A research paper from July 2016 examined the fiber and starch profiles of numerous potato types. This is the first paper to fully describe the RS found in raw, cooked, and cooked and cooled potatoes.
Published in the Food Chemistry journal, “Evaluation of nutritional profiles of starch and dry matter from early potato varieties and its estimated glycemic impact” (Pinhero et al, 2016), it’s still in draft, but I managed to sneak a few tidbits out for you.
This study examined the starch and fiber content in 14 types of potatoes when raw, cooked, and cooked and cooled. The potatoes used were standard varieties commonly found in the supermarket. To make things easier, I added the type they are in parenthesis and ranked them.
- Adora (white)
- 136 Yellow Star (yellow) [Highest in RS, cooled]
- Carlingford (white) [Highest in RS, cooked]
- Chaleur (white) [Highest in RS, raw]
- Dakota Pearl (white) [Lowest in RS, cooked]
- Purple Fiesta (blue) [Lowest in RS, cooled]
- French Fingerlings (red)
- 137 Ciklamen (white) [Highest in fiber, cooked] [Highest in fiber, cooled] [Lowest in RS, raw]
- Red Thumb (red)
- Maris Peer (yellow)
- Smart (yellow)
- Norland (red) [Lowest in fiber, cooked] [Lowest in fiber, cooled]
- Experimental Canadian F09085 (TOP SECRET!)
Total Dietary Fiber (TDF):
Here are some charts from the paper that you will find interesting. Note there is no category for “uncooked” potato under Total Dietary Fiber because an uncooked potato is almost 100% TDF in all cases.
Resistant Starch Content:
I find these charts absolutely fascinating, it’s the best compilation I’ve ever seen in one place. And what’s better, it confirms the RS contents that I found over the past couple years in diverse papers.
When making these charts, the researchers used the same potato for each test to eliminate errors. They took a raw potato of each variety and grated off some slices for testing “uncooked.” Then they boiled each potato for 10 minutes until tender and sliced off a couple more pieces. They immediately tested the hot potatoes as “cooked” and stored the cooled potatoes at 4 deg C (about 40F) for 48 hours for “retrograded”. I could not have designed a better test myself, this is perfect!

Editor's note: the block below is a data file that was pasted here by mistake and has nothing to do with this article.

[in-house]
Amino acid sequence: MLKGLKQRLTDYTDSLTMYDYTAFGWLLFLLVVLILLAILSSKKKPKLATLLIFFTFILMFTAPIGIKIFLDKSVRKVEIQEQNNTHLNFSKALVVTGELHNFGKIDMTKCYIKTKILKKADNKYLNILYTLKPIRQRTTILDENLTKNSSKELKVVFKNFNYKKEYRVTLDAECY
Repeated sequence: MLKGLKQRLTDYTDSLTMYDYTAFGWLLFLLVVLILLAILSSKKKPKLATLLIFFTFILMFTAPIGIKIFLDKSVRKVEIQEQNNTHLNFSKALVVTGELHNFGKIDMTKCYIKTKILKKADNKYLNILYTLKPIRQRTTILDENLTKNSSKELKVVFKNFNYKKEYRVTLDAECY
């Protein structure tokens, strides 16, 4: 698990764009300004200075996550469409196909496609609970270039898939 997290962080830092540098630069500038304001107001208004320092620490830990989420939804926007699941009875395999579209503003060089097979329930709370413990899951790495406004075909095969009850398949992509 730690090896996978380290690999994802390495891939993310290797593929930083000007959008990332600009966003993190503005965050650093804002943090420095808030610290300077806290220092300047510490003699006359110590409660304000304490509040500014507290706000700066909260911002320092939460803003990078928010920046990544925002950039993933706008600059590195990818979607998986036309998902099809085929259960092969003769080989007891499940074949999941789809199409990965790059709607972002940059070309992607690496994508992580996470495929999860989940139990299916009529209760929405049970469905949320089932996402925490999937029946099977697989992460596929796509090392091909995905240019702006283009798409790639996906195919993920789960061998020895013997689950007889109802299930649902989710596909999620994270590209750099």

1. There are big variances between potatoes in each category.
2. Raw potatoes have the most fiber and RS by a long ways.
3. Cooked potatoes drop very low in terms of fiber and RS.
4. To get some fiber and RS back, cool your potatoes in the fridge, at least over night.
5. If you are concerned about Glycemic Index, cooling the potatoes lowers it 10-15%.
Take Home Messages
Potatoes are GOOD FOOD. Don’t let anybody fool ya. But don’t let anybody talk you into thinking that French fries and potato chips are anything like real potatoes. When I talk about potatoes, I’m talking about boiled, roasted, baked, steamed, or fried in a pan with minimal oil. Not deep fried and soaked in artificial flavors and colors.
For best results, eat a VARIETY of potato types. Don’t just get the familiar looking ones, get them all from time-to-time. It’s fun to experiment with different types. There does not appear to be a pattern, i.e. reds have more fiber. They all just seem to be different. Keep in mind, though, they all have a great mixture of RS and fiber. No single potato could be called bad. The purple potato that measured very low in RS makes up for it in polyphenols and flavanoids from the purple pigments.
Don’t overlook raw potatoes. Don’t make them a meal, but when you are cutting up potatoes for dinner, have a slice or two raw. This will undoubtedly triple your fiber intake for the day. And also don’t overlook leftovers. In fact, make extra potatoes specifically for leftovers. This study did not test another hypothesis that re-heated and re-cooled potatoes grow in RS with each cycle, but you do not have to eat the leftovers cold (though you certainly can). Heat them up in the microwave or a pan with a bit of oil.
In some cases, if you look closely, you’ll see the RS actually decreased when certain types of potatoes were cooled. This is quite contrary to what I have believed was a hard rule. For instance, Carlingford, a white potato, was 3% RS when hot and 1.5% RS when cooled. Purple Fiesta went from almost 3% to nearly 0% when cooled. This just goes to show it’s never good to get too comfortable with how you fix foods. That same Purple Fiesta had 9% total fiber when cooked, and 13% when cooled, so it looks like a give and take. In other words…”It’s all good.”
Thanks for reading, hope this was helpful.
Pinhero, Reena Grittle, et al.
“Evaluation of nutritional profiles of starch and dry matter from early
potato varieties and its estimated glycemic impact.” Food Chemistry
203 (2016): 356-366.